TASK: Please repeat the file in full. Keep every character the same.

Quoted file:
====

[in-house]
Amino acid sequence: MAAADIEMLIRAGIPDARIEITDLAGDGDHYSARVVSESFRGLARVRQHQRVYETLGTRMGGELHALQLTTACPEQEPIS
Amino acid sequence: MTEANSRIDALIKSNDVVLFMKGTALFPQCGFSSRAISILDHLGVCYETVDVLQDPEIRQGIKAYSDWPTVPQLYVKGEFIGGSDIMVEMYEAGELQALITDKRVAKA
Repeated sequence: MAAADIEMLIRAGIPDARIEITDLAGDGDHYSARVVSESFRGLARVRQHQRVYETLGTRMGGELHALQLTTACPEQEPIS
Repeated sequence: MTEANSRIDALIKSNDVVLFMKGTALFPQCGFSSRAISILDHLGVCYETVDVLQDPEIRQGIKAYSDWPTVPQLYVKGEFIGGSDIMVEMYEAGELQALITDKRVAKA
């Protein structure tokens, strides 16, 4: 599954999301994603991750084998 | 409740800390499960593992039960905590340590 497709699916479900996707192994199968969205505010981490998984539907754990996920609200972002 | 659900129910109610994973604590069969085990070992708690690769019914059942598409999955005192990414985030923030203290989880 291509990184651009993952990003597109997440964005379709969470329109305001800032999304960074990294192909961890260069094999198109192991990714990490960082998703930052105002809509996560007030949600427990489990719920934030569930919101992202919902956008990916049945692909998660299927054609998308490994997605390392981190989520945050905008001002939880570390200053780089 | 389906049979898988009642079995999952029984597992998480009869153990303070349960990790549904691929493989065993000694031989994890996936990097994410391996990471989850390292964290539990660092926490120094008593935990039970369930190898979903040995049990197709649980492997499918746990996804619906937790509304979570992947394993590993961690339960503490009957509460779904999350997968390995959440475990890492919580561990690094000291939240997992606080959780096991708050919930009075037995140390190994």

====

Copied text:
[in-house]
Amino acid sequence: MAAADIEMLIRAGIPDARIEITDLAGDGDHYSARVVSESFRGLARVRQHQRVYETLGTRMGGELHALQLTTACPEQEPIS
Amino acid sequence: MTEANSRIDALIKSNDVVLFMKGTALFPQCGFSSRAISILDHLGVCYETVDVLQDPEIRQGIKAYSDWPTVPQLYVKGEFIGGSDIMVEMYEAGELQALITDKRVAKA
Repeated sequence: MAAADIEMLIRAGIPDARIEITDLAGDGDHYSARVVSESFRGLARVRQHQRVYETLGTRMGGELHALQLTTACPEQEPIS
Repeated sequence: MTEANSRIDALIKSNDVVLFMKGTALFPQCGFSSRAISILDHLGVCYETVDVLQDPEIRQGIKAYSDWPTVPQLYVKGEFIGGSDIMVEMYEAGELQALITDKRVAKA
């Protein structure tokens, strides 16, 4: 599954999301994603991750084998 | 409740800390499960593992039960905590340590 497709699916479900996707192994199968969205505010981490998984539907754990996920609200972002 | 659900129910109610994973604590069969085990070992708690690769019914059942598409999955005192990414985030923030203290989880 291509990184651009993952990003597109997440964005379709969470329109305001800032999304960074990294192909961890260069094999198109192991990714990490960082998703930052105002809509996560007030949600427990489990719920934030569930919101992202919902956008990916049945692909998660299927054609998308490994997605390392981190989520945050905008001002939880570390200053780089 | 389906049979898988009642079995999952029984597992998480009869153990303070349960990790549904691929493989065993000694031989994890996936990097994410391996990471989850390292964290539990660092926490120094008593935990039970369930190898979903040995049990197709649980492997499918746990996804619906937790509304979570992947394993590993961690339960503490009957509460779904999350997968390995959440475990890492919580561990690094000291939240997992606080959780096991708050919930009075037995140390190994």